Welding is one of the industries with potentials for a steady growth over the next few decades. Where a freelance welder expects $30–$40 per hour and a reputable service provider makes in excess of $70,000 in annual profits, you can try and start your own business. The first thing you want to do is cost out all steps.

An independent contractor needs at least $4,000 to start with. A portable welding business can be launched with $15,000. A production business requires upwards of $400,000. Certification, registration, and other costs can be up to $2,000. For training, you need $8,000 or more.

These numbers may not be precise for everybody because the nature, size, objectives, and other variables must be factored into the overall budget. Let’s go into the details of cost to start a welding business.

Category of Welding Business

Knowing the scope of your business helps you determine how much you’ll have to spend. In practice, there are three different categories of welding businesses:

  • An Independent Contractor Business
  • A Portable Welding Business
  • A Commercial Welding Shop

Beginning your journey as an individual welding contractor won’t cost as much as setting up a mobile welding business. Building a shop to handle projects on a commercial basis involves a considerable investment.

Where Will Your Spend the Money?

Whether you want to run a mobile or a solo contracting concern, it cannot get underway without you fulfilling certain requirements which include:

  • Welding Certification and Education
  • Essential Equipment and Accessories
  • Personal Safety Outfit
  • Power Supply and Vehicle
  • Insurance and License

With all these taken care of, you can call yourself ready for running your own welding business. However, for a commercial welding business, you have several other aspects which also call for budgetary considerations.

  • Shop and Supplies
  • Employment of Staff
  • Accounting and Legal Expenses
  • Tax and Other Costs
  • Marketing and Promotional Expenses

How Much Does It Cost To Start A Welding Business

Cost Breakdown for a New Welding Business

Once you’ve identified the particular areas where the money will go; you want to make an estimate, and that is what I’m going to help you with.

Education and Certification: $8,000 to $100,000

Welding is a trade that requires specialization and skills which can be earned through training at any formal school or college. Tuition fees wildly vary from state to state and institution to institution. The program you want to opt for is another factor that adds up in this case.

After the completion of the education, you should complete an apprenticeship and earn yourself a certification. Each of these steps comes at a cost. Look at this list.

  • Training Programs at Technical Schools or Community Colleges: $5,000 to $15,000
  • Associate’s Degree: $2,500 to $30,000 excluding books, meal, and accommodation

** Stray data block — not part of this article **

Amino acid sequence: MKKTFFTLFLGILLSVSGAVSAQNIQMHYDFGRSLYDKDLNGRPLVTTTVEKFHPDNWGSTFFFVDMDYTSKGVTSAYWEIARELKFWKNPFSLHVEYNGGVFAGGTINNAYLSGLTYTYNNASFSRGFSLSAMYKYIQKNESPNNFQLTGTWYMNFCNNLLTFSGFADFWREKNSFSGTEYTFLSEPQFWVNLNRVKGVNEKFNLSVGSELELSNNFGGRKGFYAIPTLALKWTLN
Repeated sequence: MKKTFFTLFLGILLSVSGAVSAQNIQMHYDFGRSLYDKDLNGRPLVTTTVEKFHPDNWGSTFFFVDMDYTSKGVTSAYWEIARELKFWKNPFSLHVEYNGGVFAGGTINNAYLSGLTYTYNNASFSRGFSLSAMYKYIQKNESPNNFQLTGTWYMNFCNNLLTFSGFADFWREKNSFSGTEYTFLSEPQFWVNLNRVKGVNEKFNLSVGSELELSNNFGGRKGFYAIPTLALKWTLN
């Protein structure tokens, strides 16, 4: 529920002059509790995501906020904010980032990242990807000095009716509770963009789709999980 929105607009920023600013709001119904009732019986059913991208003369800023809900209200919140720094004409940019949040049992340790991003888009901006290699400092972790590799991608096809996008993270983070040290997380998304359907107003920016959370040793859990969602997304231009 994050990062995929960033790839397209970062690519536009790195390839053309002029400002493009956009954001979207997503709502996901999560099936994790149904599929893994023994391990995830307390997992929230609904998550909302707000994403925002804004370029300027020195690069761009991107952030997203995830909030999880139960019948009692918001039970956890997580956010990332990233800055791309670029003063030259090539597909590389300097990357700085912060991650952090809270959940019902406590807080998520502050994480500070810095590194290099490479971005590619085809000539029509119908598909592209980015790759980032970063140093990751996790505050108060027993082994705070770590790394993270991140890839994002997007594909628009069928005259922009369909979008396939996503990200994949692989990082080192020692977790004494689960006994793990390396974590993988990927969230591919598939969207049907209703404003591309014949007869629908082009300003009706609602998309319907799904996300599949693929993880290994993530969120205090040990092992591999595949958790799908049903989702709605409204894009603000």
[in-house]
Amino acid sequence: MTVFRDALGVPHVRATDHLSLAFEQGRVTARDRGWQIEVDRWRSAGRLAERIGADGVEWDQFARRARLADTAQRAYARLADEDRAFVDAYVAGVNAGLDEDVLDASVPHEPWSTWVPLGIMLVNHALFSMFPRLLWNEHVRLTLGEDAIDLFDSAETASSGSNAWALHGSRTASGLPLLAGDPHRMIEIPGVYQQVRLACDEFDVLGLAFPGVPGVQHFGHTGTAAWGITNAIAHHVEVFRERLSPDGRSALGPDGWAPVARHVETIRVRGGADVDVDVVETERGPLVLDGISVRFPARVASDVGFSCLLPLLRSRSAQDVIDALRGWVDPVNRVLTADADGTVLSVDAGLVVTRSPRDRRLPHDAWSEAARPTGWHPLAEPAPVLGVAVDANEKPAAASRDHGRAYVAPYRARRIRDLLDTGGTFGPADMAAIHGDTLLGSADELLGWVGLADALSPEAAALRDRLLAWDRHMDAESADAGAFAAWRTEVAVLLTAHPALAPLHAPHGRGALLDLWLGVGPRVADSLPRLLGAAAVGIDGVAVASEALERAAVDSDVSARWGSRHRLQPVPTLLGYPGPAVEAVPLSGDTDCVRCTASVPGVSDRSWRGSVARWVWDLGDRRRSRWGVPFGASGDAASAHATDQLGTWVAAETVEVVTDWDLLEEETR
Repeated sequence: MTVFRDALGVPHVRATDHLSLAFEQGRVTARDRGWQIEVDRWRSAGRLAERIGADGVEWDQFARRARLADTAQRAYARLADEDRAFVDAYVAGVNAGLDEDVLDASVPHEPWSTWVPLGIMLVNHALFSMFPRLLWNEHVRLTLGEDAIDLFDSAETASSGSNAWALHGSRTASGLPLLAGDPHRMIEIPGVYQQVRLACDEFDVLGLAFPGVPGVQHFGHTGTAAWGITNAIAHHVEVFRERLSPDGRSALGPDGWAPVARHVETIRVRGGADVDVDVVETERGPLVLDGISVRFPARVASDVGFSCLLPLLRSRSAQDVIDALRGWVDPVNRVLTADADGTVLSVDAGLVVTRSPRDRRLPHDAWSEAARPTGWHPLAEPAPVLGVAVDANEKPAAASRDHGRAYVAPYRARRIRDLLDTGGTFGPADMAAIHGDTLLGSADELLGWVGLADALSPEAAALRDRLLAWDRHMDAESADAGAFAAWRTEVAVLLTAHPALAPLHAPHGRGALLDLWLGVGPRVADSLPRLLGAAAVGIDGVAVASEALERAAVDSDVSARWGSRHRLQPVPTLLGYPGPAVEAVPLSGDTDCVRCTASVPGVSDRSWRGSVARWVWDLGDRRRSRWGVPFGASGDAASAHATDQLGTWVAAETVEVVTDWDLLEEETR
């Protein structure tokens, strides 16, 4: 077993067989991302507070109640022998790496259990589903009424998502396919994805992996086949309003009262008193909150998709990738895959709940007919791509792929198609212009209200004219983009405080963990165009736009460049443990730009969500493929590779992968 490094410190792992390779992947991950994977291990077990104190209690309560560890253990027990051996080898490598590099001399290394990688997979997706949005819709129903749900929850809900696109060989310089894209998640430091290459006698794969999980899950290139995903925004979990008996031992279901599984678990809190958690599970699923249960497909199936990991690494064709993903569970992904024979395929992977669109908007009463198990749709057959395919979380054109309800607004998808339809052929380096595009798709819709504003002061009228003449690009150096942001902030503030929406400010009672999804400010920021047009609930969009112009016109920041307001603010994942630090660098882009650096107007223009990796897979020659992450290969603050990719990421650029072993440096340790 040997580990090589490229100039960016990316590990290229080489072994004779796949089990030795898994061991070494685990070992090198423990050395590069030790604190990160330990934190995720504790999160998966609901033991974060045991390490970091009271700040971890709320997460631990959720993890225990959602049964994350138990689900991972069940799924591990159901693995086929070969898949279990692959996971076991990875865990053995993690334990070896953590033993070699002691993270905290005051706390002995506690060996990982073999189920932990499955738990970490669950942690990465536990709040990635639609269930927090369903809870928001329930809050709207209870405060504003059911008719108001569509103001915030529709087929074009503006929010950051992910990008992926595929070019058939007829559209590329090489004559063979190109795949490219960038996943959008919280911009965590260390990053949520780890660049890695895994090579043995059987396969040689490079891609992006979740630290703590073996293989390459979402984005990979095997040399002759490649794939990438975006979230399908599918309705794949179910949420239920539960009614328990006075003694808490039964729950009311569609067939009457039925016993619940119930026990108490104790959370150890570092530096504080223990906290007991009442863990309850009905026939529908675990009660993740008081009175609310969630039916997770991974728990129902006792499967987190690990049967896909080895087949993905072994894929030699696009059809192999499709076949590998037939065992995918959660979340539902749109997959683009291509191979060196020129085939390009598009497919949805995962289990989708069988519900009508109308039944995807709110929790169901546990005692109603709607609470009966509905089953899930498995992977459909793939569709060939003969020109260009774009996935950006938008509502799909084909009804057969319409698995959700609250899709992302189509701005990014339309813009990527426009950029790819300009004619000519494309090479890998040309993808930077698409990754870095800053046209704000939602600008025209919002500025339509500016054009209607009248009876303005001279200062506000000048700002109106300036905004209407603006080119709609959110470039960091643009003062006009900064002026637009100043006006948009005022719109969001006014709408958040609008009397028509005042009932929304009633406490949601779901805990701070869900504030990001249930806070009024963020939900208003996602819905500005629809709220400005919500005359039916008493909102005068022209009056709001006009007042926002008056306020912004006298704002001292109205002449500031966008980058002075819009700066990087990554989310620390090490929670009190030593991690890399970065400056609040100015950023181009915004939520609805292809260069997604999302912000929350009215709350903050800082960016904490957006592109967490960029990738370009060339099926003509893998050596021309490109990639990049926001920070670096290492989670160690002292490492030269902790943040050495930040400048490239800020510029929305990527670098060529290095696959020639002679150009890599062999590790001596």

• Bachelor’s Degree: $40,000 to $100,000 excluding books, meal, and accommodation
  • Apprenticeship: $0 to $1,500
  • License Fees: $20 to $250
  • American Welding Society (AWS) Certification: $50 to $2,100

You might want to keep this expense out of your budget. Honestly, I think you can do that. But you should pursue this path if you are interested in making a living as a skilled welder. Some companies and projects make it compulsory for contractors to have the above credentials while others don’t.

People who are only looking to start solo can learn the trade and gather as much experience as possible without going formal.

Welding Tools: $2,500 to $4,500

The list of items can be huge, but I guess nobody would be willing to throw a million bucks just to start being a welder. It is wise to gather only the essentials and pick up more as things progress.

Equipment and Tools Cost
Welding Machine, Oxy-Acetylene Setup, Shielding Gas, Torch $1,500 to $3,000
Workplace Arrangement (Welding Table, Curtain/Screen) $200 to $250
Marking and Measuring Tools (Calipers, Squares, Levels, Compasses, Dividers, Measuring Tape, Precision Rules, Soapstone, Sheet Metal Gauge, Metal T-squares, Permanent Markers, Automatic Center Punch Set) $120 to $150
Clamps (C-Clamps, Pipe Clamps, Bar Clamp, Cable Pullers, Bessey Clamps) $80 to $100
Cutting, Breaking, and Power Tools (Angle Grinder, Portable Band Saw, Hacksaw, Chipping Hammer) $400 to $500
Smoothing and Cleaning Tools (Metal File, Metal Brush, Tip Cleaner Set) $15 to $25
Organizing Tools (Storage Racks, Supplies Bag) $80 to $100
Other Handy Tools (Magnets, Framing Jig, Pliers, Flat Bars, Flashlight, Calculator) $100 to $120
Accessories and Consumables (Wire, Electrode, Angle Grinder Wheels, Wire and Electrode Feed, MIG Nozzle Gel) $100 to $150

Listed above are all the tools to get you started. The figures are just estimates based upon the current market prices which are subject to change.

Moreover, industrial machinery should be chosen for portable and commercial businesses, which means the cost will go up significantly. I’ll discuss it in another section.

You can have some of them at a fraction of their actual costs if you can get in touch with someone who is about to sell used items. But try to avoid used welders and power tools unless you are on an extremely tight budget.

Personal Protection Equipment: $300 to $800

According to the Occupational Safety and Health Administration (OSHA), welding jobs keep over half a million employees under the exposure to life-threatening hazards. So, you want to take a close look at the table below.

Safety Wear Cost
Auto-Darkening Welding Helmet and Shade Lens $60 to $350